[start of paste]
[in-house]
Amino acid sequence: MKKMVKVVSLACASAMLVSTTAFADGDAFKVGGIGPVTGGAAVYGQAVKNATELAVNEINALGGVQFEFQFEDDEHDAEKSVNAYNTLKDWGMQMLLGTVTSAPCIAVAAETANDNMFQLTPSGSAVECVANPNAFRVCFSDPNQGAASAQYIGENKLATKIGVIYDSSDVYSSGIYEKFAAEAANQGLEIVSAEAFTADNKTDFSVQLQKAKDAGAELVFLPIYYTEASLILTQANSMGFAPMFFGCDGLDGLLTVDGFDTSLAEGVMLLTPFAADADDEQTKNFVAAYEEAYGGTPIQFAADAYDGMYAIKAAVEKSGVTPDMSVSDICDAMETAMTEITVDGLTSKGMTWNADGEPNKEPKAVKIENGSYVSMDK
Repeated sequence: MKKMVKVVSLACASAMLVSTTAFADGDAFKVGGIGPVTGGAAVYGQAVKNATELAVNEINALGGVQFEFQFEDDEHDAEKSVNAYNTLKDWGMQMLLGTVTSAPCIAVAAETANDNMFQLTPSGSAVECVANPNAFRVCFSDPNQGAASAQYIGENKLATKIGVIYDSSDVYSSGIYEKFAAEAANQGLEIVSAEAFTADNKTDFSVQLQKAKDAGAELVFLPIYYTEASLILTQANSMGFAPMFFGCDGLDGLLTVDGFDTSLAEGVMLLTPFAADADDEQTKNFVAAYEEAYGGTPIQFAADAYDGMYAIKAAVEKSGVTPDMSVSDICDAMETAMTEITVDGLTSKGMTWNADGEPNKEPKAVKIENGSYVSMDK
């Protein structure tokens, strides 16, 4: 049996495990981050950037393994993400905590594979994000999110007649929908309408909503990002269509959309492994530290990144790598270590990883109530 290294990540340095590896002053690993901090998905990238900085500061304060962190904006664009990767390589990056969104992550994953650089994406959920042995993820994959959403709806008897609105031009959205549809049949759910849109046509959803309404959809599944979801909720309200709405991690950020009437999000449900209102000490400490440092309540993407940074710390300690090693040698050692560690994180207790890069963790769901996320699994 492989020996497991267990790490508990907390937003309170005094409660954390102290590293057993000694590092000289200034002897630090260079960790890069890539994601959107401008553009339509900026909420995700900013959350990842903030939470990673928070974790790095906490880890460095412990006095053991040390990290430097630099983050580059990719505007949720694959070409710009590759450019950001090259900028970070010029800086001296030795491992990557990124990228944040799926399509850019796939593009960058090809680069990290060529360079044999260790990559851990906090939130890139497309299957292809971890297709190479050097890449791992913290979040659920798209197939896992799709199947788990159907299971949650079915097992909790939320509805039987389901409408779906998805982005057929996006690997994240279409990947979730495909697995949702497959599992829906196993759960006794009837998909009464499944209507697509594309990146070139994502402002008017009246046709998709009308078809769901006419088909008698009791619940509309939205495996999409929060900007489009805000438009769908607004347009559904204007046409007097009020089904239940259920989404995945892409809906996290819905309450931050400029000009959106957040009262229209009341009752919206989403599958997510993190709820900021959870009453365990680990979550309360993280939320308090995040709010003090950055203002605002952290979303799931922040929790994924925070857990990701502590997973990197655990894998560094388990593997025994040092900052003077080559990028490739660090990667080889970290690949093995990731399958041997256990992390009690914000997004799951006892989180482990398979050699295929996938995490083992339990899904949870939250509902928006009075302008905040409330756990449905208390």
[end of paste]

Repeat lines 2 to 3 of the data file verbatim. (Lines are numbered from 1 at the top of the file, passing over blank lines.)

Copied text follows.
Amino acid sequence: MKKMVKVVSLACASAMLVSTTAFADGDAFKVGGIGPVTGGAAVYGQAVKNATELAVNEINALGGVQFEFQFEDDEHDAEKSVNAYNTLKDWGMQMLLGTVTSAPCIAVAAETANDNMFQLTPSGSAVECVANPNAFRVCFSDPNQGAASAQYIGENKLATKIGVIYDSSDVYSSGIYEKFAAEAANQGLEIVSAEAFTADNKTDFSVQLQKAKDAGAELVFLPIYYTEASLILTQANSMGFAPMFFGCDGLDGLLTVDGFDTSLAEGVMLLTPFAADADDEQTKNFVAAYEEAYGGTPIQFAADAYDGMYAIKAAVEKSGVTPDMSVSDICDAMETAMTEITVDGLTSKGMTWNADGEPNKEPKAVKIENGSYVSMDK
Repeated sequence: MKKMVKVVSLACASAMLVSTTAFADGDAFKVGGIGPVTGGAAVYGQAVKNATELAVNEINALGGVQFEFQFEDDEHDAEKSVNAYNTLKDWGMQMLLGTVTSAPCIAVAAETANDNMFQLTPSGSAVECVANPNAFRVCFSDPNQGAASAQYIGENKLATKIGVIYDSSDVYSSGIYEKFAAEAANQGLEIVSAEAFTADNKTDFSVQLQKAKDAGAELVFLPIYYTEASLILTQANSMGFAPMFFGCDGLDGLLTVDGFDTSLAEGVMLLTPFAADADDEQTKNFVAAYEEAYGGTPIQFAADAYDGMYAIKAAVEKSGVTPDMSVSDICDAMETAMTEITVDGLTSKGMTWNADGEPNKEPKAVKIENGSYVSMDK